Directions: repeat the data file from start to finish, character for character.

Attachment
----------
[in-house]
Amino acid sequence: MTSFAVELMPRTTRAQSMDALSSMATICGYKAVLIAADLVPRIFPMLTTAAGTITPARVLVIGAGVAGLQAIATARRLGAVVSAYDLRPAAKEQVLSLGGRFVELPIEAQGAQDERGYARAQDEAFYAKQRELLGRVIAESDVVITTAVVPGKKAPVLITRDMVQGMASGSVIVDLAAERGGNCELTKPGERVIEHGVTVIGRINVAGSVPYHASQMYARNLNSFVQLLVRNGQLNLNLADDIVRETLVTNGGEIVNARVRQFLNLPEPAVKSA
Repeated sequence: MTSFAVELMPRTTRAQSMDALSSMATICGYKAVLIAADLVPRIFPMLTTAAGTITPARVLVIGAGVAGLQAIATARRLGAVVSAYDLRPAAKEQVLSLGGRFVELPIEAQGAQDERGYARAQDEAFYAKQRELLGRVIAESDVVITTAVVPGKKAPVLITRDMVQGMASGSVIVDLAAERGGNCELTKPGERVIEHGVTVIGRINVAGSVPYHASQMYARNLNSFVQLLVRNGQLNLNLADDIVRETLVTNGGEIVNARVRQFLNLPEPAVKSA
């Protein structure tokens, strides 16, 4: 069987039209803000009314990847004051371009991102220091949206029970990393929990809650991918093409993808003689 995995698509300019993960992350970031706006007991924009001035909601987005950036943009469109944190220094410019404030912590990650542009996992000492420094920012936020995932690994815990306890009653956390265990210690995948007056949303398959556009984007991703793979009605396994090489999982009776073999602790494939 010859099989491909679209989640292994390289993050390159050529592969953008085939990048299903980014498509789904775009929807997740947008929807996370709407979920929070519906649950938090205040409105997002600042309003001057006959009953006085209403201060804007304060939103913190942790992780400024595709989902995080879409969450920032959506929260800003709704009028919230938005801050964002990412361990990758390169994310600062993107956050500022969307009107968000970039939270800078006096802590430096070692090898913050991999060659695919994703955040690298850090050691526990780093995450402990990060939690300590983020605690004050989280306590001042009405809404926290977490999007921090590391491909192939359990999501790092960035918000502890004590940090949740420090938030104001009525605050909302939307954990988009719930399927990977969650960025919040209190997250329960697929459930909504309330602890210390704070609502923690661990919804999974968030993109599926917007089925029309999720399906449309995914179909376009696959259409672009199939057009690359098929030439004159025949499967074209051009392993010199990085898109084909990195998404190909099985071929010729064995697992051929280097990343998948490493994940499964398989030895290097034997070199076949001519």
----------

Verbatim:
[in-house]
Amino acid sequence: MTSFAVELMPRTTRAQSMDALSSMATICGYKAVLIAADLVPRIFPMLTTAAGTITPARVLVIGAGVAGLQAIATARRLGAVVSAYDLRPAAKEQVLSLGGRFVELPIEAQGAQDERGYARAQDEAFYAKQRELLGRVIAESDVVITTAVVPGKKAPVLITRDMVQGMASGSVIVDLAAERGGNCELTKPGERVIEHGVTVIGRINVAGSVPYHASQMYARNLNSFVQLLVRNGQLNLNLADDIVRETLVTNGGEIVNARVRQFLNLPEPAVKSA
Repeated sequence: MTSFAVELMPRTTRAQSMDALSSMATICGYKAVLIAADLVPRIFPMLTTAAGTITPARVLVIGAGVAGLQAIATARRLGAVVSAYDLRPAAKEQVLSLGGRFVELPIEAQGAQDERGYARAQDEAFYAKQRELLGRVIAESDVVITTAVVPGKKAPVLITRDMVQGMASGSVIVDLAAERGGNCELTKPGERVIEHGVTVIGRINVAGSVPYHASQMYARNLNSFVQLLVRNGQLNLNLADDIVRETLVTNGGEIVNARVRQFLNLPEPAVKSA
């Protein structure tokens, strides 16, 4: 069987039209803000009314990847004051371009991102220091949206029970990393929990809650991918093409993808003689 995995698509300019993960992350970031706006007991924009001035909601987005950036943009469109944190220094410019404030912590990650542009996992000492420094920012936020995932690994815990306890009653956390265990210690995948007056949303398959556009984007991703793979009605396994090489999982009776073999602790494939 010859099989491909679209989640292994390289993050390159050529592969953008085939990048299903980014498509789904775009929807997740947008929807996370709407979920929070519906649950938090205040409105997002600042309003001057006959009953006085209403201060804007304060939103913190942790992780400024595709989902995080879409969450920032959506929260800003709704009028919230938005801050964002990412361990990758390169994310600062993107956050500022969307009107968000970039939270800078006096802590430096070692090898913050991999060659695919994703955040690298850090050691526990780093995450402990990060939690300590983020605690004050989280306590001042009405809404926290977490999007921090590391491909192939359990999501790092960035918000502890004590940090949740420090938030104001009525605050909302939307954990988009719930399927990977969650960025919040209190997250329960697929459930909504309330602890210390704070609502923690661990919804999974968030993109599926917007089925029309999720399906449309995914179909376009696959259409672009199939057009690359098929030439004159025949499967074209051009392993010199990085898109084909990195998404190909099985071929010729064995697992051929280097990343998948490493994940499964398989030895290097034997070199076949001519």